Many societies have been based upon cooperative, not competitive, models. This is true of human and animal societies. Social insects are the most extreme case in the animal world, but wolf packs and even groups of whales hunt cooperatively. Societies not based upon industrial production frequently have more of a communal structure. Frequently there is a group of elders or similar which makes decisions rather than the more popular pyramid structure seen in western society.

A functional democracy is also the opposite of the Spencerian dog-eat-dog model. People have to work collectively and select leaders to work on their behalf. Such leaders are not supposed to work for their own benefit, in fact if they do this, it is seen as a breach of trust. They are also supposed to be replaced regularly without any interruption of basic social structures. The losers in an election are expected to yield to the will of the majority when it comes to decisions to be made, but are expected to continue to try to persuade others to change their opinions in the future. This is all self-sacrifice for the general good.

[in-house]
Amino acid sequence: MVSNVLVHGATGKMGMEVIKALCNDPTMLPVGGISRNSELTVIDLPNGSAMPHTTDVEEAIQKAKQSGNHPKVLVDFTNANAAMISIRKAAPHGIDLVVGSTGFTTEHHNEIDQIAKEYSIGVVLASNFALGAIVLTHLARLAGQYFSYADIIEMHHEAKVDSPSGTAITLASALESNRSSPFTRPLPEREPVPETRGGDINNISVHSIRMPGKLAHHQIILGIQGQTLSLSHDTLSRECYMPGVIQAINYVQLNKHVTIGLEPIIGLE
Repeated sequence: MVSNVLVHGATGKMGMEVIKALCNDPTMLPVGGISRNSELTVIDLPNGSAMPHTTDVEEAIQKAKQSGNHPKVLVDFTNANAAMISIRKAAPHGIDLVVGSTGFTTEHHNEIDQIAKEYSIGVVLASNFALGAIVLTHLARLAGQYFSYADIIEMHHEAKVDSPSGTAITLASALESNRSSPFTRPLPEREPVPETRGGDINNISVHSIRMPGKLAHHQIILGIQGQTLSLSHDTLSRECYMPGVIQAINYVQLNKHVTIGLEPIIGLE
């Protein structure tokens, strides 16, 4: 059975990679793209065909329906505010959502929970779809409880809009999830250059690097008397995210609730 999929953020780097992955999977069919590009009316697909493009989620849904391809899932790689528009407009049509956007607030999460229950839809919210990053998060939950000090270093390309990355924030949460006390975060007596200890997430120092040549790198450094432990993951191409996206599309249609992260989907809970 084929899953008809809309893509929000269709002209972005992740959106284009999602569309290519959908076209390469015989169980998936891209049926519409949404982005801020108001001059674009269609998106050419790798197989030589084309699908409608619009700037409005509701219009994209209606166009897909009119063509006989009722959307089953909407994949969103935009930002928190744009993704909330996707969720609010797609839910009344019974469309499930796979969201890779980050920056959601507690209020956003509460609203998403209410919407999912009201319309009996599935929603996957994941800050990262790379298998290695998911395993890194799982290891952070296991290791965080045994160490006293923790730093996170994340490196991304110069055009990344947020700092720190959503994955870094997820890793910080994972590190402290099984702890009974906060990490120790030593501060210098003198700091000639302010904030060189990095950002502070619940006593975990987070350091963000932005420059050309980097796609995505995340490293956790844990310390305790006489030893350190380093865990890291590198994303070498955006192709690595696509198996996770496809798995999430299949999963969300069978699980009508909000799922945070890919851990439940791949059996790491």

Now, obviously, the democratic model has worked fairly well for several hundred years. In addition the number of countries adopting it has increased steadily throughout the period. These facts stand in stark contrast to the continuing belief in the quasi-Darwinian view of nature. Why these contradictions are not noted more is a puzzle.

The world is approaching a real Malthusian situation, for the first time ever, on a global scale. There are those who feel that the spoils should go to the strong. The US military establishment has created contingency plans on how to deal with the rise of Russia, China and threats to world oil supplies. They have not developed plans on how to get along with other countries. Given that we have lost every "war" since the end of WWII, it seems unlikely that their plans will work in the future either. We haven't even won the metaphorical wars on drugs, poverty, terrorism, crime, etc.